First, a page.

The String's the Thing - the Birth of Movies

Scientfic curiosity gives birth to moving images.
In film history, we hear a fair amount about the French Lumiere brothers and George Meliès for their pioneering work in motion picture film. But for me, the original hero of movies was master photographer Eadweard Muybridge of California. His still photography of Yosemite National Park have stood the test of time. Yet the real master stroke of his career came when he was asked by a client to help him clarify an important question about the stages of a horse's gait while galloping: is there any moment in which all four hooves are off the ground?

To find out, Muybridge had a rider gallop a horse down a straight track lined on one side with evenly spaced cameras to take a shot of the horse as it passed each camera. Did he have a person at each camera on the ready to snap the picture? Certainly not - that would be too imprecise. Instead, he ran fine strings from each camera's shutter arm across the track so that the horse's hooves would break the string and trigger the taking of the picture. The answer to the "flying horse" question is answered by looking at Muybridge's photos above. Muybridge, focused purely on a question of motion using pictures, did nothing further with this application except to apply it to the gaits of other animals such as buffalos. However, a magical spark was ignited, and he inadvertently gave birth to a technology and art form that have mesmerized us for over a hundred years.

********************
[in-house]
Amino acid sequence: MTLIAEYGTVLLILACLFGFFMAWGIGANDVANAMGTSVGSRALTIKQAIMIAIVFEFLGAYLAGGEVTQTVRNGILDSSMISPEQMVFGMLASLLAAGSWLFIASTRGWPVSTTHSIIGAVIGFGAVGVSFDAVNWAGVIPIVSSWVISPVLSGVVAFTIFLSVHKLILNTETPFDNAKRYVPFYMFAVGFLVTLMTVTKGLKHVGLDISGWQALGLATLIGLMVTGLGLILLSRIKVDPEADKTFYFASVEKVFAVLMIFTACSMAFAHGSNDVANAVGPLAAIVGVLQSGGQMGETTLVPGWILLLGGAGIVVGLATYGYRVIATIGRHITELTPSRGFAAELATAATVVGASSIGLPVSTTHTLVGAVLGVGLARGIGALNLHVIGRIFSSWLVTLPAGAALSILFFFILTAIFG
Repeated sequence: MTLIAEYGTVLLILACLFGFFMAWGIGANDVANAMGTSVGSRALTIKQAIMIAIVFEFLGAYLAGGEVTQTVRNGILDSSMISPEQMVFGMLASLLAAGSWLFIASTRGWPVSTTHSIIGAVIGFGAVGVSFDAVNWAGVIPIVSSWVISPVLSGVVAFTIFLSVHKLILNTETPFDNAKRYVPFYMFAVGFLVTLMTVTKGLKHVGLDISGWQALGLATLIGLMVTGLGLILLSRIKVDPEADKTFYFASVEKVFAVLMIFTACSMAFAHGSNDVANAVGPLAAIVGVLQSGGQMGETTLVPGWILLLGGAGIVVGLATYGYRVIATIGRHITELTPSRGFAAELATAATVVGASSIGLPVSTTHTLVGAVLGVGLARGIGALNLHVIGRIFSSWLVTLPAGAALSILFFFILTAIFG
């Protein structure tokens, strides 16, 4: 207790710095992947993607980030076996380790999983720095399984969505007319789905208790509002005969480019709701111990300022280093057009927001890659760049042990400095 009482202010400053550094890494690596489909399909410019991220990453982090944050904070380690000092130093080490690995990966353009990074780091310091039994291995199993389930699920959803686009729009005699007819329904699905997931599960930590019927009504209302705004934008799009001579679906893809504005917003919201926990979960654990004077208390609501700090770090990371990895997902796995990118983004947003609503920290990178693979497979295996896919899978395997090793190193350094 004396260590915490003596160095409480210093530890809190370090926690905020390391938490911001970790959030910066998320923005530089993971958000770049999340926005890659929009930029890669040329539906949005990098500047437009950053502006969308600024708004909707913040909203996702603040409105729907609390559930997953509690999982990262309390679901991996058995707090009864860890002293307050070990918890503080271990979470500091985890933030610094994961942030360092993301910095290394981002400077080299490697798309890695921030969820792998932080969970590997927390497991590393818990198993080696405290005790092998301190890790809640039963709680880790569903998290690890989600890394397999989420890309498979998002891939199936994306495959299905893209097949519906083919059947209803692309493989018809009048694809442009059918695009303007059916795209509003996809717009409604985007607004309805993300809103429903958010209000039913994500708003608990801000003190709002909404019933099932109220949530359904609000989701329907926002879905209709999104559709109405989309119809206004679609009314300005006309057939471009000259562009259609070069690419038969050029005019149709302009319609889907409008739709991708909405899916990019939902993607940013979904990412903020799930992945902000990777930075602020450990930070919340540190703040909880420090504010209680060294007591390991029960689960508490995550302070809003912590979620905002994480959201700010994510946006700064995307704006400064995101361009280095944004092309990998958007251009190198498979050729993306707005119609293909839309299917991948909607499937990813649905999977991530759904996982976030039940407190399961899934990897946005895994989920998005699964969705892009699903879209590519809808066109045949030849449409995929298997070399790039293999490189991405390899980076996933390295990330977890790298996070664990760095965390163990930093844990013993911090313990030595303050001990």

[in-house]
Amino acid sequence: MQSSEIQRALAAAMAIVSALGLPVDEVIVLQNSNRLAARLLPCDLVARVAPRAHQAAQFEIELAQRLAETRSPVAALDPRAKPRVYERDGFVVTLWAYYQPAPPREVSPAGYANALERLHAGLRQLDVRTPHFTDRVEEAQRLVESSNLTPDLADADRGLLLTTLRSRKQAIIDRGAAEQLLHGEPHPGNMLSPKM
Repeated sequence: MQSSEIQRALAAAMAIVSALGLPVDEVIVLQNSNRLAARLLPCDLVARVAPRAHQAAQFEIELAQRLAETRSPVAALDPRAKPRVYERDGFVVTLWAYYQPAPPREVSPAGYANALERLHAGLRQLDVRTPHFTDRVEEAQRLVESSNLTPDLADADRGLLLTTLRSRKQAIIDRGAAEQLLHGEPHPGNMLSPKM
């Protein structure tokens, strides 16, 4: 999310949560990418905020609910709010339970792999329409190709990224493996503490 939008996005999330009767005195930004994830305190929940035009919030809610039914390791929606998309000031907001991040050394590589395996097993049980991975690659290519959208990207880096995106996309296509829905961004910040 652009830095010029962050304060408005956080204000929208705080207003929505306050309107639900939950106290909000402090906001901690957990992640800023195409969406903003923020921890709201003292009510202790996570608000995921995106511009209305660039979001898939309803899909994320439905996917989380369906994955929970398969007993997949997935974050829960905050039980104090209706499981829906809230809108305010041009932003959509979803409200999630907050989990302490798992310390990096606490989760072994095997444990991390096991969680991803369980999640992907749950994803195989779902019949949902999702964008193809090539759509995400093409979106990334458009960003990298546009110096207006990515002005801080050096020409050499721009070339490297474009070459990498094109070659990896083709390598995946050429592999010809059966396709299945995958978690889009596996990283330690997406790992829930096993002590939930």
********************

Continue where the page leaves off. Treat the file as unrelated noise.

Watch an animation of
Muybridge's photos here.
by Eric Pomert signup
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